It has also been suggested that the exclusion of the Books of the Maccabees can be traced to the political rivalry that existed during the late Second Temple Period between the Sadducees and the Pharisees. The Sadducees, a priestly class in charge of the Temple, openly rejected the oral interpretations that the Pharisees, the proto-rabbinic class, openly promoted. The Maccabees were a priestly family, while the rabbis who may have determined the final form of the biblical canon at Jamnia were descended from the Pharisees. Is it possible that the exclusion of the Books of Maccabees was one of the last salvos in the battle between the Pharisees and Sadducees? Would the rabbis at Jamnia have been inclined to canonize a document that so clearly praised the priestly Hasmonean family?
Pragmatism and Politics
Perhaps the answer lies more within the realm of pragmatism and politics. The Books of Maccabees describe the revolt led by the Maccabean family against the Syrian king, Antiochus Epiphanes. A couple of centuries later, Jewish scholars found themselves in Jamnia with the Temple destroyed and Jerusalem lost. Their circumstances were the result of their own failed revolt against the Romans.
Perhaps they felt it unwise to promote a text that heralded the successful outcome of a Jewish revolt. It may have posed a threat both internally and externally. The Romans would certainly not look kindly upon the popularization of such a text, since it might very well reintroduce the concept of revolt to a population desperately trying to survive the devastating outcome of its own failed attempts. Ironically, this very internal/external struggle lies at the core of the Hanukkah story, and perhaps it was this very struggle playing out again in history that prevented the basic texts about Hanukkah from being included within the biblical canon.
Although the Books of Maccabees were not included within the Hebrew Bible, they are still of value. Yet even this is difficult within a traditional Jewish context, due to another historical layer. First and Second Maccabees were included in the Septuagint, the Greek translation of the Hebrew Bible originally prepared for the Jewish community of Alexandria. However, the Septuagint became the official version of the Bible for the nascent Christian Church. When this happened, its authoritative nature was rejected by the Jewish community. Ironically, the Books of Maccabees survived because they became part of the Christian canon, for otherwise they most certainly would have been lost during the centuries. But once this Christian canonization occurred, these books became lost to the Jewish world for many centuries.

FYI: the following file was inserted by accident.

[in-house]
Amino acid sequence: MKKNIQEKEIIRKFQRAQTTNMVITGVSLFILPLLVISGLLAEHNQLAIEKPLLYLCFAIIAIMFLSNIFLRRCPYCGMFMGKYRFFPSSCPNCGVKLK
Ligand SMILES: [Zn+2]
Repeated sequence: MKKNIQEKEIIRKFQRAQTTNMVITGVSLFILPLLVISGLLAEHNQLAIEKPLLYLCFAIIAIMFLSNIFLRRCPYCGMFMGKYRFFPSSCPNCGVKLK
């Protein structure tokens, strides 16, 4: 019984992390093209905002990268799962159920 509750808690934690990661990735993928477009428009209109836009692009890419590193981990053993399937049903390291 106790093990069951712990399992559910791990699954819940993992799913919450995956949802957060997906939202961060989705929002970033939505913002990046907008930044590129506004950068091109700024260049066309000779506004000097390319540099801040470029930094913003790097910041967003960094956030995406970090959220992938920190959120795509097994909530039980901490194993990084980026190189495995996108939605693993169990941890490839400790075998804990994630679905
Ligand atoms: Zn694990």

Today there is a renewed interest in these books within the Jewish community. Students of Jewish history and Jewish literature recognize the value of these documents that took such pains to record details, events and personalities of a major period in Jewish history. While not considered as part of the canon in any Jewish community, the books are again being read and studied to help enrich our understanding and our celebration of Hanukkah.
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Pronounced: KHAH-nuh-kah, also ha-new-KAH, an eight-day festival commemorating the Maccabees’ victory over the Greeks and subsequent rededication of the temple. Falls in the Hebrew month of Kislev, which usually corresponds with December.
Pronounced: MIDD-rash, Origin: Hebrew, the process of interpretation by which the rabbis filled in “gaps” found in the Torah.
Pronunced: TORE-uh, Origin: Hebrew, the Five Books of Moses.
Pronounced: tah-NAKH, Origin: Hebrew, Hebrew Bible (an acronym for Torah, Nevi’im and Ketuvim, or the Torah, Prophets and Writings).